I did this test last weekend and agree with this 100%. The AE 2 pad setup didn't work for me at all.
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Old 09-03-2014, 02:57 PM   #7693
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I run the triad 2 pad setup on all my stock vehicles. I run all red discs. Its more of a safety version of a locked spur.
yeah, I was thinking about trying the AVID with 2 red pads. For the same reasons as you. I just like the tuning ability of my current setup. With 2 white pads and 1 red, loosen it for a low bite or tighten it for wheelies on high bite. I just love the consistency of the Triad. If you have not liked AVID's facebook page, you should. Some nice things coming down the pipe very soon.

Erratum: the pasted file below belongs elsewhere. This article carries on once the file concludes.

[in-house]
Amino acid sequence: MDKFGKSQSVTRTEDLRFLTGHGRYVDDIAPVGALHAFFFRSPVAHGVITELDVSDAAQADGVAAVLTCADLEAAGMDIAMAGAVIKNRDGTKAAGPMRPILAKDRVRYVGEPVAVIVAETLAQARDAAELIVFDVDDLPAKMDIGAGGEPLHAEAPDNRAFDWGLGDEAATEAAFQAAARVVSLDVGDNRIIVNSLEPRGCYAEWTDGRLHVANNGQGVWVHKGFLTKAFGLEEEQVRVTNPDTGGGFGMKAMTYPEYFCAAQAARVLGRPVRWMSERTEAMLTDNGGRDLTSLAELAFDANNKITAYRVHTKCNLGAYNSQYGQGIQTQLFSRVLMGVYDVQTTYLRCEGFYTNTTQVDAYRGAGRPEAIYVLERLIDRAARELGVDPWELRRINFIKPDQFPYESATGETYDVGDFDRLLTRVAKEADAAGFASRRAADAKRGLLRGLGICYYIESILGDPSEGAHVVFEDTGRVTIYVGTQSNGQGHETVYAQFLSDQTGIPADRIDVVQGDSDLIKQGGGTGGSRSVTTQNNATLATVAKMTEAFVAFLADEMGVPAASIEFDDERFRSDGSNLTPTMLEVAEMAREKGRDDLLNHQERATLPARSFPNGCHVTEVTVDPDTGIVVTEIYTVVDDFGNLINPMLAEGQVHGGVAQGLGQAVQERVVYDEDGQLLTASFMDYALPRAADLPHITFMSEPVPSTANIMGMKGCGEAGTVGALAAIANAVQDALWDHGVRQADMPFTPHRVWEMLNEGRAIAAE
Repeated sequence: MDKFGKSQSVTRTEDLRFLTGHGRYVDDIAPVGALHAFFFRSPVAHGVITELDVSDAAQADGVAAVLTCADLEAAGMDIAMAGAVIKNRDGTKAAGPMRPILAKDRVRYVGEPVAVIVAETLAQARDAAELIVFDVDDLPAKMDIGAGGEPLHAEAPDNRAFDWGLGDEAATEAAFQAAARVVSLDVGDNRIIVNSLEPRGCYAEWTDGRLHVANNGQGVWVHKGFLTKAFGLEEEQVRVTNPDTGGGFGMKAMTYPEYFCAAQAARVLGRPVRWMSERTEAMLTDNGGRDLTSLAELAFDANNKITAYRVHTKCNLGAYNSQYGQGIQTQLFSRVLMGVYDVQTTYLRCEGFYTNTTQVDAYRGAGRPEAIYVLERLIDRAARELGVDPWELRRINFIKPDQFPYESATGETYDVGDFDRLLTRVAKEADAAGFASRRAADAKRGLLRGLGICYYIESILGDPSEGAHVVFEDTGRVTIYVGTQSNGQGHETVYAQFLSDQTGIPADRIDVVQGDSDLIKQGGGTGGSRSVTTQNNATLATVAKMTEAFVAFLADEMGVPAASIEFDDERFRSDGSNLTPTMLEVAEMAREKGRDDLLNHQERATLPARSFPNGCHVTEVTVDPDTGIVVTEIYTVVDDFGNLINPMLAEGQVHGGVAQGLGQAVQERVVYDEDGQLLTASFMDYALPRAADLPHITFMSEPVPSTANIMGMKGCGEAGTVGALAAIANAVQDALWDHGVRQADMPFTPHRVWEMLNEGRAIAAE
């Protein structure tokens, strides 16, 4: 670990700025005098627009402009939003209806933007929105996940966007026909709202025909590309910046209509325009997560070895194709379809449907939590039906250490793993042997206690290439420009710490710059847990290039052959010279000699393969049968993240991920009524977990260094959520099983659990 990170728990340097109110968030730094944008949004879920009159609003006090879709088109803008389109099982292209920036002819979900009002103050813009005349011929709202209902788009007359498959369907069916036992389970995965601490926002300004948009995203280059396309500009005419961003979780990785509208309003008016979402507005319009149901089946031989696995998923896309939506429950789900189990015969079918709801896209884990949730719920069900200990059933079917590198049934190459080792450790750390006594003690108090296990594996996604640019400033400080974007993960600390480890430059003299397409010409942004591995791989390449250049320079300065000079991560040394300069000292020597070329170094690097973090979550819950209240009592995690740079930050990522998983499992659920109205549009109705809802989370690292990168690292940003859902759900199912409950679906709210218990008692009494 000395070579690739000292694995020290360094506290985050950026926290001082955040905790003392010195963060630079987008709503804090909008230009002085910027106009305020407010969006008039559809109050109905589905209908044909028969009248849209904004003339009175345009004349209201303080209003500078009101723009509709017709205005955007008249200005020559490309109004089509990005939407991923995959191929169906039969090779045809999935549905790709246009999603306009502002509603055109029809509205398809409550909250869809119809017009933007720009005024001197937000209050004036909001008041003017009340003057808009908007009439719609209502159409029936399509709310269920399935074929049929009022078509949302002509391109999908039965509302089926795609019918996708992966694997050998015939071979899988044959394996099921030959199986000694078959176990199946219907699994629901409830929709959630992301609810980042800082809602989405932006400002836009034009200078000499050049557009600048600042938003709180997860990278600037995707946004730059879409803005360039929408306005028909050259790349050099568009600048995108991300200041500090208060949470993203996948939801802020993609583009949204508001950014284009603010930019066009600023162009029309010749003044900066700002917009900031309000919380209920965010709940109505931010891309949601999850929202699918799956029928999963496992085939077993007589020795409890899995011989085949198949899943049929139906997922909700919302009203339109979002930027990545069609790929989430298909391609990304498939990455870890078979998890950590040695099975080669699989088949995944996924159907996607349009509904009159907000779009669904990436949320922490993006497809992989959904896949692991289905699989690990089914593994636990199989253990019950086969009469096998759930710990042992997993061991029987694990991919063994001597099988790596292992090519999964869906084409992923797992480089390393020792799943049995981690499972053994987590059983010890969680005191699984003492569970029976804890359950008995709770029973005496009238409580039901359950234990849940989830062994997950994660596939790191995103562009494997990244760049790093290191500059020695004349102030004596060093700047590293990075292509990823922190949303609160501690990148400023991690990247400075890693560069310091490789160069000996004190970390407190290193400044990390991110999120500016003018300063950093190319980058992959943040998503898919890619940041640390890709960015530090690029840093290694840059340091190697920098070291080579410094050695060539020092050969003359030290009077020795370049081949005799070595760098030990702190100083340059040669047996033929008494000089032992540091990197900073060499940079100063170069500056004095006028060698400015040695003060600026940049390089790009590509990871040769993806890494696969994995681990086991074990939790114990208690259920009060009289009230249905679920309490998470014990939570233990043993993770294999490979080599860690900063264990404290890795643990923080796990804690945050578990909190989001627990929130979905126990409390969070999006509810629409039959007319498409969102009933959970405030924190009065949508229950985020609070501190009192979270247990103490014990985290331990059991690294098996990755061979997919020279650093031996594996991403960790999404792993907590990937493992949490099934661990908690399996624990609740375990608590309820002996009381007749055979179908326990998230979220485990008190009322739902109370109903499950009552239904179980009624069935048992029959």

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Old 09-03-2014, 04:28 PM   #7694
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So a non "Tacompton" (stupidest term ever come up with) K driver is agreeing with me??
Sure.. "in general". Now, SOME diffs work just GREAT with ceramic diff balls in place of carbides. Why some diffs work and some will slip until you tighten the diff too tight, I don't know.

For example, my schumacher cars and my durango 210 could run ceramic diff balls without barking. Run ceramic in a kyosho diff, and you are going to have a hell of a time. If I remember right, ceramics worked just fine in the B4 diff.

(and by "work", I mean you don't need to run the diff tighter than you normally would to keep the diff from barking)
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Old 09-03-2014, 05:02 PM   #7695
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Just Rebuild my diff last night with Carbide Diff balls. Worked for 4 months worth of club racing and I only changed it because I was already had the Tranny apart.